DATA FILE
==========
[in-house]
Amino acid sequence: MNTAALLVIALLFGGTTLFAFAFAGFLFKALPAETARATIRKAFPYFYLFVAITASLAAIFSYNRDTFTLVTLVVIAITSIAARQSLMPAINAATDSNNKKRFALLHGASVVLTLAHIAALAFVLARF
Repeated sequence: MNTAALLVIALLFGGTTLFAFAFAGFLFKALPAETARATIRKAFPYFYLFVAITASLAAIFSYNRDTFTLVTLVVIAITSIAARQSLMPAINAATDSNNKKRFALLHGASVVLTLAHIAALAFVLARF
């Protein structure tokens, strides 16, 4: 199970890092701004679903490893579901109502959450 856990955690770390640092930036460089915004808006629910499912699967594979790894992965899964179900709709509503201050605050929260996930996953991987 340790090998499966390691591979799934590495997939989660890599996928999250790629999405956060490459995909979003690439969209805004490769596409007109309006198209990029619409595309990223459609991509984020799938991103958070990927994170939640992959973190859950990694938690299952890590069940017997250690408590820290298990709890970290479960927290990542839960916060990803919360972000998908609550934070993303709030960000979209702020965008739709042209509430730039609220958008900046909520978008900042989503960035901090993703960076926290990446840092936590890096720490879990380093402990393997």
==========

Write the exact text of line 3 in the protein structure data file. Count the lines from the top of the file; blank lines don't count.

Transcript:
Repeated sequence: MNTAALLVIALLFGGTTLFAFAFAGFLFKALPAETARATIRKAFPYFYLFVAITASLAAIFSYNRDTFTLVTLVVIAITSIAARQSLMPAINAATDSNNKKRFALLHGASVVLTLAHIAALAFVLARF